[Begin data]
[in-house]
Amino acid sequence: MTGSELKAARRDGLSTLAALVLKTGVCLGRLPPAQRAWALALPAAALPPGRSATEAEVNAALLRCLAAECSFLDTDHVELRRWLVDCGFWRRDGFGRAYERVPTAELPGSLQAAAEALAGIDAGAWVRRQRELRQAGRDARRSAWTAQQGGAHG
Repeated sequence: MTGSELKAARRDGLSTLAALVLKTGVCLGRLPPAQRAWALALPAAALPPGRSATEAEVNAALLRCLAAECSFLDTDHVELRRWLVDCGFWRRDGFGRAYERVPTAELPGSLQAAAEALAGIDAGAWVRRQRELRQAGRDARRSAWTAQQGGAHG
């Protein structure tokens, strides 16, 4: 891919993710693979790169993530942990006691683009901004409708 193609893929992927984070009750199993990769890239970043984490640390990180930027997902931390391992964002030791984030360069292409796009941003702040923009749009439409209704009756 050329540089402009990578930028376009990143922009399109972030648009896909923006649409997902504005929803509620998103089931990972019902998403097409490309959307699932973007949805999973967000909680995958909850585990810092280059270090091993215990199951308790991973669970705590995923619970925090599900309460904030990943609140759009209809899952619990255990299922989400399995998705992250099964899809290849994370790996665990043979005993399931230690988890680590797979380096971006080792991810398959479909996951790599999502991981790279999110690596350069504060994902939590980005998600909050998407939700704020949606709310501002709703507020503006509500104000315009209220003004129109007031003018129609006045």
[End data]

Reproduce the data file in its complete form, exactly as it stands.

[in-house]
Amino acid sequence: MTGSELKAARRDGLSTLAALVLKTGVCLGRLPPAQRAWALALPAAALPPGRSATEAEVNAALLRCLAAECSFLDTDHVELRRWLVDCGFWRRDGFGRAYERVPTAELPGSLQAAAEALAGIDAGAWVRRQRELRQAGRDARRSAWTAQQGGAHG
Repeated sequence: MTGSELKAARRDGLSTLAALVLKTGVCLGRLPPAQRAWALALPAAALPPGRSATEAEVNAALLRCLAAECSFLDTDHVELRRWLVDCGFWRRDGFGRAYERVPTAELPGSLQAAAEALAGIDAGAWVRRQRELRQAGRDARRSAWTAQQGGAHG
């Protein structure tokens, strides 16, 4: 891919993710693979790169993530942990006691683009901004409708 193609893929992927984070009750199993990769890239970043984490640390990180930027997902931390391992964002030791984030360069292409796009941003702040923009749009439409209704009756 050329540089402009990578930028376009990143922009399109972030648009896909923006649409997902504005929803509620998103089931990972019902998403097409490309959307699932973007949805999973967000909680995958909850585990810092280059270090091993215990199951308790991973669970705590995923619970925090599900309460904030990943609140759009209809899952619990255990299922989400399995998705992250099964899809290849994370790996665990043979005993399931230690988890680590797979380096971006080792991810398959479909996951790599999502991981790279999110690596350069504060994902939590980005998600909050998407939700704020949606709310501002709703507020503006509500104000315009209220003004129109007031003018129609006045």